This article originally appeared in TidBITS on 2012-01-15 at 11:44 a.m.
The permanent URL for this article is: http://tidbits.com/article/12715
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Phones Need Performance Mode for Silence

by Glenn Fleishman

The award for greatest public embarrassment experienced in 2012 so far must go to the New York Philharmonic season-ticket holder sitting in the front row of Avery Fisher Hall in Lincoln Center whose iPhone produced a continuous marimba sound because of an alarm going off — until the conductor stopped the orchestra and the patron managed to turn it off.

The concertgoer had just been issued the iPhone by his company the day before, swapping out a BlackBerry, and he had no idea an alarm was set, according to a New York Times account [1]. But is it his fault? I examined this issue, talking with usable design guru Donald Norman (once a key figure at Apple before Jobs’s return), for an item in the Economist [2].

Is it the phone owner’s fault? By his telling, he dutifully flipped the mute switch on the iPhone to the silent position. But alarm sounds override mute. This makes some sense: you don’t set an alarm to forget it. John Gruber comes out in favor of the current mute behavior [3] at Daring Fireball. Andy Ihnatko suggests [4] that everyone’s expectation of muting is different, and thus no particular behavior can ever be correct except the one you want. He also points out that there is a completely silent setting: it’s called “turning the phone off.”

Andy notes that Apple’s insistence on simplicity, and usually rightly so, means that we can’t customize our phone to match our expectations. It would require a bunch of switches, and everyone’s would be slightly different. Google might offer this with Android, or allow developers to control muting behavior, but Apple prefers less complication, even if that’s less ideal for everyone.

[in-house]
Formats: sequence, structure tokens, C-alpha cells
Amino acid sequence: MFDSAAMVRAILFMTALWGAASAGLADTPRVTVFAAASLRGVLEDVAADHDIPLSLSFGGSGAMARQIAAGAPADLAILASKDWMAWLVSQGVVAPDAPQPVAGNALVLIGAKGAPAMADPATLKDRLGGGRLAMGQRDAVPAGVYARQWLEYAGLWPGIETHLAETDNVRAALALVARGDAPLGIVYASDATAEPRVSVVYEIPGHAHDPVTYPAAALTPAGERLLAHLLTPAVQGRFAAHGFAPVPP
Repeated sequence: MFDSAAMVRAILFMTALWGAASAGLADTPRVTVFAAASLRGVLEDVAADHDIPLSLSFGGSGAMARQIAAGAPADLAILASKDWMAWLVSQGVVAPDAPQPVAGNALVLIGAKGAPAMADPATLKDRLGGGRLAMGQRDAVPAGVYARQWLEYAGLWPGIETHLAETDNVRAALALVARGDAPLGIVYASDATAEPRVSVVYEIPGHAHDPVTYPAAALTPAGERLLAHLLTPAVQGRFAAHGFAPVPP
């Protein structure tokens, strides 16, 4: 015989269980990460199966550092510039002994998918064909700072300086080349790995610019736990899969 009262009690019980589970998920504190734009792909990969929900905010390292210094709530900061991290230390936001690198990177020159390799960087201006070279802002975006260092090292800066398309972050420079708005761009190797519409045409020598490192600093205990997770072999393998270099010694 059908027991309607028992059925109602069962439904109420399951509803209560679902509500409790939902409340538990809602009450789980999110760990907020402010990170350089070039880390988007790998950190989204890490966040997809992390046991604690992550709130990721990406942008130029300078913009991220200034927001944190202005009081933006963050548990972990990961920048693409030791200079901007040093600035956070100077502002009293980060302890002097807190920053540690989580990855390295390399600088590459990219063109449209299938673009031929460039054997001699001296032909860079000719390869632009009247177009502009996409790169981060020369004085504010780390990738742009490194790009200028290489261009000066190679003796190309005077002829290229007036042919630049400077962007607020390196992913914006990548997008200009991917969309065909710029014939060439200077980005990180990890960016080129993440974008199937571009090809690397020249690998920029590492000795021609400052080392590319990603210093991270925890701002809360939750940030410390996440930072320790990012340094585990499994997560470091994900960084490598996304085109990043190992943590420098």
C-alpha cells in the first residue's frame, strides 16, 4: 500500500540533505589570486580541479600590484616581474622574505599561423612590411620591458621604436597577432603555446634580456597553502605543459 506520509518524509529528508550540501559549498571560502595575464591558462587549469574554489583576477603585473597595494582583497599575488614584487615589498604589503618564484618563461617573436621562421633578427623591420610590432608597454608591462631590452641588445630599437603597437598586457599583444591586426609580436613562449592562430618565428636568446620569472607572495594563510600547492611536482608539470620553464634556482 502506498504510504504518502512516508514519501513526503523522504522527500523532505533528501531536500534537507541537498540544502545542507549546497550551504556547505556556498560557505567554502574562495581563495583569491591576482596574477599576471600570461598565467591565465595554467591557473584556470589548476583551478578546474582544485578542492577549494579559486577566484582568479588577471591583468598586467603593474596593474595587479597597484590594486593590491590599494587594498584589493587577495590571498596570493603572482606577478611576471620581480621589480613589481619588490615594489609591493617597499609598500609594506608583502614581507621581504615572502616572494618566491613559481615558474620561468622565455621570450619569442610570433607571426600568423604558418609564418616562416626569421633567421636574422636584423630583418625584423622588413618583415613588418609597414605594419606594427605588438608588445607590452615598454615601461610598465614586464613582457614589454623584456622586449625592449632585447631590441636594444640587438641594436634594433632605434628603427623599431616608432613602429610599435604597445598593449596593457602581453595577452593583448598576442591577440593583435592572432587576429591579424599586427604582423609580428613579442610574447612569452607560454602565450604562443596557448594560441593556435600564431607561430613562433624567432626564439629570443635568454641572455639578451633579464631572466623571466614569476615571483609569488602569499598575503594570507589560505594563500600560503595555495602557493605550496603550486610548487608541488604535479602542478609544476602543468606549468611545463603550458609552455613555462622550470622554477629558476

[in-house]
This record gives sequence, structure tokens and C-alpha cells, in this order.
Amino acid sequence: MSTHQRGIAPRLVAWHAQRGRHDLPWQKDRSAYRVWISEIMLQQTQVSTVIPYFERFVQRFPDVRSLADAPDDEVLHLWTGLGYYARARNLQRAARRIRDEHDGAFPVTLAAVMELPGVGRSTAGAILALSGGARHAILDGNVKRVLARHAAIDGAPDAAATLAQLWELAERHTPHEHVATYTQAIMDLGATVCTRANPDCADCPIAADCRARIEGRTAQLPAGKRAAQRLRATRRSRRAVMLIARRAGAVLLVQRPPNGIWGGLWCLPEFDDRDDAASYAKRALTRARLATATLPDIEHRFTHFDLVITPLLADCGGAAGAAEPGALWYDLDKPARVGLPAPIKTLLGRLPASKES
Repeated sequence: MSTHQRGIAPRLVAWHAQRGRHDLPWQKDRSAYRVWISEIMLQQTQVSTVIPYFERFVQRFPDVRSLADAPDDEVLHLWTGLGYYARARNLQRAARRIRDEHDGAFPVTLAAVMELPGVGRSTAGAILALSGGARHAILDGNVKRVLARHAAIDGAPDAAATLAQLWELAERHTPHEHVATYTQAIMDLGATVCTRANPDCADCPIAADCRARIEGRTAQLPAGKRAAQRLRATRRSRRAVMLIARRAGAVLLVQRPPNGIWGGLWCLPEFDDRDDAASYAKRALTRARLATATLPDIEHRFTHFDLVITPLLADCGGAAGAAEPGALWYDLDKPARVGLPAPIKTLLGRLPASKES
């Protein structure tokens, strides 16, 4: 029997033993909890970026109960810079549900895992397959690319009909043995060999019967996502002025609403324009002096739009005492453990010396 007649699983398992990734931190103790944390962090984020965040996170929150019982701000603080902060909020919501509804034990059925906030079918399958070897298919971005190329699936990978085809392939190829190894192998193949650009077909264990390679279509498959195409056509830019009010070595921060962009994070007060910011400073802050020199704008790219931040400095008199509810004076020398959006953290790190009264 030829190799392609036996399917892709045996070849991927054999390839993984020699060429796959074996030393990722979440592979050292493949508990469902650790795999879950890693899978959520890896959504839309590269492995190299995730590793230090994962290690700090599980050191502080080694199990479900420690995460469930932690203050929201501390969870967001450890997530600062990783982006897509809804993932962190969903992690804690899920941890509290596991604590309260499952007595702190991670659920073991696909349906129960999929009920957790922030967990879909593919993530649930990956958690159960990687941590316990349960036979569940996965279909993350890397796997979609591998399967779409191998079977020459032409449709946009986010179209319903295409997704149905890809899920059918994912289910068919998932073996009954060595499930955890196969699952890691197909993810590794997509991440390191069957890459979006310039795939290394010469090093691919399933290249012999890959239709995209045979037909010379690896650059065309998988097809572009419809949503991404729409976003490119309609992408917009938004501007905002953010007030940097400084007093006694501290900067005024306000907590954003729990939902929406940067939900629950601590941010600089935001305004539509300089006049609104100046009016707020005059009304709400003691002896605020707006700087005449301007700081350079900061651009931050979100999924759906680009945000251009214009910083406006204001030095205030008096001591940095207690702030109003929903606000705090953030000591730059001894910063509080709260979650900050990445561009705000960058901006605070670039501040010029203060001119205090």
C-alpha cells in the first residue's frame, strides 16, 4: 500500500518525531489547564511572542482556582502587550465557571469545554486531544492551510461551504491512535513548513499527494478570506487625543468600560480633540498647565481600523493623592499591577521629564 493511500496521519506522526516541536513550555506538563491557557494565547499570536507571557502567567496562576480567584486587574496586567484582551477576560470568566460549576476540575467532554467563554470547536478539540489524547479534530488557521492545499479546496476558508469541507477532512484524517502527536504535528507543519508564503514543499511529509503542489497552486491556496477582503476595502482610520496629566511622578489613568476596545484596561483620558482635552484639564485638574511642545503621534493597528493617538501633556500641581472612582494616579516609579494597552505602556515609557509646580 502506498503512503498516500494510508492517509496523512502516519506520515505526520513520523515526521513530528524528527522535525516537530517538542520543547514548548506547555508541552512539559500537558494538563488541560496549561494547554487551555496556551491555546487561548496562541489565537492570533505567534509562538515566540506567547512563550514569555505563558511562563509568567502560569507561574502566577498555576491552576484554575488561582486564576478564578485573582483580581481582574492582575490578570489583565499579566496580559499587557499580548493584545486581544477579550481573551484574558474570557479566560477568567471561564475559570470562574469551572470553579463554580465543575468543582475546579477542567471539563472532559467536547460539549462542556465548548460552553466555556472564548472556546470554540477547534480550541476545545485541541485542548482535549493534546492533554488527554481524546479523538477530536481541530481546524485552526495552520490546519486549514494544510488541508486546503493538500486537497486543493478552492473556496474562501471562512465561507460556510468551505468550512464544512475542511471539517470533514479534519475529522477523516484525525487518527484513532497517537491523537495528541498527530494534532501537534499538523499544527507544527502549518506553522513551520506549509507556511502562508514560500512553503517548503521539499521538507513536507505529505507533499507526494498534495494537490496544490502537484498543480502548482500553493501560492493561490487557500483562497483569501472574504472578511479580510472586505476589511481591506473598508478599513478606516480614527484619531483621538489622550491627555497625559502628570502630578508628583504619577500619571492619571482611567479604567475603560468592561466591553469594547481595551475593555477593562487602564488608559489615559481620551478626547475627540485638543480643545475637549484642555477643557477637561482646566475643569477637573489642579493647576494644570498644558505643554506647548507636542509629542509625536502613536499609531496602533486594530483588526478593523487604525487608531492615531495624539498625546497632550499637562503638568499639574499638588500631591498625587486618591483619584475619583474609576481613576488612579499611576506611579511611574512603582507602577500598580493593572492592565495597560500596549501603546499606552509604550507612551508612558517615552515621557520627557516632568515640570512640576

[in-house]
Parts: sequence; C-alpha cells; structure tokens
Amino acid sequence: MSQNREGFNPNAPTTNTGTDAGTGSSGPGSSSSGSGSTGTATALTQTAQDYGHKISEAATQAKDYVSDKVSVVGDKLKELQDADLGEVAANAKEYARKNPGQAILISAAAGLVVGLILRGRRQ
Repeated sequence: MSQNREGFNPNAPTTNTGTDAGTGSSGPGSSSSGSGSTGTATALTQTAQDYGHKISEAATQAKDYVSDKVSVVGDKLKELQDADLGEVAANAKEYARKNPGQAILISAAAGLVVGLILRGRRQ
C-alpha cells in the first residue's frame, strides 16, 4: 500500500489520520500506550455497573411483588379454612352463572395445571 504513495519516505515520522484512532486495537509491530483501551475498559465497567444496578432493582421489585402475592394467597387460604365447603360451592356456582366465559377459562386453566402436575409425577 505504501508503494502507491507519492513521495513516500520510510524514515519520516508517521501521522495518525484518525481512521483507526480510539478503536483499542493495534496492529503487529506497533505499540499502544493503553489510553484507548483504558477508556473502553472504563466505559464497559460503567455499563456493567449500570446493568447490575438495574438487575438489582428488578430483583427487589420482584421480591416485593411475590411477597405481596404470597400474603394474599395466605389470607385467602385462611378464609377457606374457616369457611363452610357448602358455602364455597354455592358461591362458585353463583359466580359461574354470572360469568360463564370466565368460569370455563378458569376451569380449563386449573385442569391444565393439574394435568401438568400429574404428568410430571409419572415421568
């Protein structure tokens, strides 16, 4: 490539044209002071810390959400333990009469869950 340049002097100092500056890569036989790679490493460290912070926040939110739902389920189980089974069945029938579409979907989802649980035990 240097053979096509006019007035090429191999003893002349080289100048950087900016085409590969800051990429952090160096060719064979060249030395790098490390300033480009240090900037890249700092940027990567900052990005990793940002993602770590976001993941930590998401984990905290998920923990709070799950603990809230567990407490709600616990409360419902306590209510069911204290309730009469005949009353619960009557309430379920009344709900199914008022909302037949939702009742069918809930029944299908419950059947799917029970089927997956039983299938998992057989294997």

There’s a simple way out that wouldn’t involve more complexity, just one more switch in the Settings app: Performance Mode, just below Airplane Mode. Airplane Mode disables all radios on an iPhone: cellular, Wi-Fi, Bluetooth, and even the passive GPS receiver. (You can re-enable Wi-Fi and Bluetooth separately, however.)

Performance Mode would let you tap, set a duration or a range (conceivably being tied in to the Calendar app, even), and disable all audio of any kind during that period. It could also dim the backlighting so that if you fire up the phone, it’s minimally disturbing to others, and set vibration to the least buzzy setting.

One can see other technological solutions as well. While GPS doesn’t work well indoors, a combination of weak GPS signals and interior Wi-Fi networks allows placement close enough to know if someone is inside or at least near a performance venue or a movie theater. A mobile phone could even give you a popup warning when you enter a true silence zone: “While in this location, all alarms and sounds are muted unless you tap Override for 1 Hour now.”

None of this is perfect. But isn’t it worth trying to preserve a little silence in places where such quiet is golden? The industry could step up to the plate, with Google and Apple leading the batting order.

Further Thoughts -- Comments came fast and furious on this article both here and on Twitter. I wanted to address some of them for further discussion.

[1]: http://www.nytimes.com/2012/01/13/nyregion/ringing-finally-stopped-but-concertgoers-alarm-persists.html
[2]: http://www.economist.com/blogs/babbage/2012/01/mobile-phones
[3]: http://daringfireball.net/2012/01/iphone_mute_switch_design
[4]: http://ihnatko.com/2012/01/15/unmuting-on-the-mute-question/
[5]: http://www.geekculture.com/joyoftech/joyarchives/1640.html
[6]: http://tidbits.com/resources/2012-01/to-mute-or-not-to-mute.png
[7]: http://manuals.info.apple.com/en_US/iphone_user_guide.pdf
[8]: http://tidbits.com/resources/2012-01/305974_3.png
[9]: http://tidbits.com/article/10493